Paperbag Pants Shorts Hack

Paperbag Pants Shorts Hack

Hi friends! It’s Lakeisha, and today I am going to show you a few easy modifications I made to the Paperbag Pants pattern in order to make them into shorts.

I recently received a yard of scuba fabric from Amelia Lane Designs and immediately upon opening it, I knew I wanted them to be Paperbag *something* lol! I knew the Paperbag Pants fit me well, so I dug through my pattern stash for it. Though I can usually get a pair of pants for myself from a yard, I didn’t account for the waistband, sash ties, and pockets, so I was a little bummed to see I didn’t have enough fabric. Some quick thinking brought me to my new Paperbag Shorts. All you will need for this modification is the Paperbag Pants pattern, a ruler, pen/pencil, and some scrap paper. An additional thing I tried was adding elastic to the pocket seam in hopes it would eliminate gaping, so 1/4” clear or regular elastic would come in handy there.

For starters, you need to decide on an inseam. I know the shorts I typically buy in stores offer 3.5” or 5” inseam, so I figured those would be a good starting point. I settled on sewing the 5”, but my pattern piece has measurements for both in case I make another pair in the future and want to try it. Measure your inseam (blue line) and draw this line all the way across the front and back pants piece.
Because I like to save my patterns even when I make mods, I just folded the back of the pants up in a pleated style and taped the excess out of the way. If you already have the pattern printed, you don’t need to reprint it for this :) 
Next, you will need to tape some scrap paper to the outseam of the front and back pieces. Because these pants are tapered and I wanted a looser fit on my thigh, I added some extra space to the outseam. This does not effect rise or anything, it just provides more space at the hip and loosens around the thigh. How much or how little you add here will have an effect on that. I do caution you that making too drastic of a change to the front pant may result in needing to reshape the side of the pocket, as well (which wouldn’t be hard, just an extra step). I did not have to modify it all for the amount I added in. There is no exact science to this part, just draw a subtle line to extend the width of the hem. I ended up adding about an inch to the front and and inch and a half to the back at the bottom hem.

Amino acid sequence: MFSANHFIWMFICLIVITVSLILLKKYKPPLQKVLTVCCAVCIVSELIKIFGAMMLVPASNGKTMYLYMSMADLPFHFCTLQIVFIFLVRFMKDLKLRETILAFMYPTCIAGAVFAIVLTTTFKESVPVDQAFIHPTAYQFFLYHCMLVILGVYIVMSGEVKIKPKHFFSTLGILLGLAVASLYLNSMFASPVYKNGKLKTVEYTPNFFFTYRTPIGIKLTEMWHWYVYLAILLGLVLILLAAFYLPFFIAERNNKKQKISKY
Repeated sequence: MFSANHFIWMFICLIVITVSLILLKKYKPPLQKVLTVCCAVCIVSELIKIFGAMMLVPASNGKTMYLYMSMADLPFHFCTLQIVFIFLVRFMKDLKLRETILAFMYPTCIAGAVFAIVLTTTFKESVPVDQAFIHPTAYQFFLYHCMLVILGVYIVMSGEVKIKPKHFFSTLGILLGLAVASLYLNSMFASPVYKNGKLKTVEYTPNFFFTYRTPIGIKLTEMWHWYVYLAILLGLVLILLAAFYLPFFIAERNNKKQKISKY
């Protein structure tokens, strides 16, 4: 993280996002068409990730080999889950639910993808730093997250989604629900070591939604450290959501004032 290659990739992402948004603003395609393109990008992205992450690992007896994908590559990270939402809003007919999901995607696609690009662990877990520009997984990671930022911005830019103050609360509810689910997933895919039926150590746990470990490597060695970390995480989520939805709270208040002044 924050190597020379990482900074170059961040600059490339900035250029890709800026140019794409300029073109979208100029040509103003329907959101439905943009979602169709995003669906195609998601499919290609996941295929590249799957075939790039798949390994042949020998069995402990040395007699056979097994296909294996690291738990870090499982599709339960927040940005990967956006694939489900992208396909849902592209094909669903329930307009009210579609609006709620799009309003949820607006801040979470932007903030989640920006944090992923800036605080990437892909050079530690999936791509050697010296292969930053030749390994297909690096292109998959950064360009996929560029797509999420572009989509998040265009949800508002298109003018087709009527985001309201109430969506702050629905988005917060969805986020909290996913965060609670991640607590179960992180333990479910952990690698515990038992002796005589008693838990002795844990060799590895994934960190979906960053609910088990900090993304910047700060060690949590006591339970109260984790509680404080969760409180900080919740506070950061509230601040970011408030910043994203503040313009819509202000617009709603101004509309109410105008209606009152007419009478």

Now this next step was purely experimental, but I actually was pleased with the result it provided. I’ve noticed that a lot of these style pockets tend to gape open during wear and that bothers me. I was reading up on it and came across an article on adding twill tape to the pocket seams of trousers to eliminate it. Since these are knit, I figured trying the same method with elastic might provide a similar result! I cut a piece 1/4” elastic that was 1/4” shorter than my pocket seam and stretched it to fit. 

After sewing the pockets, I went back and serged the elastic on the seam. I suppose I could have done this initially, but it seamed easier to do it afterwards. If you are worried about bulk, probably use a zigzag stitch to attach, but I had no issues. I topstitched the pocket after these photos. The elastic only subtly pulled the pocket opening, but I was really pleased with how they didn’t gape during wear!

I followed the rest of the pants tutorial to complete my shorts and I really love how they turned out. The modifications, though not scientific in nature, were super easy. Paired with this scuba fabric, I’m so happy to see my vision come true. Isn’t that the great thing about sewing?!

I hope you’ll use this tutorial to make your own Paperbag Shorts! If you do, I’d love to see them in our Facebook group! Until next time….

(Written by Lakeisha Webb)

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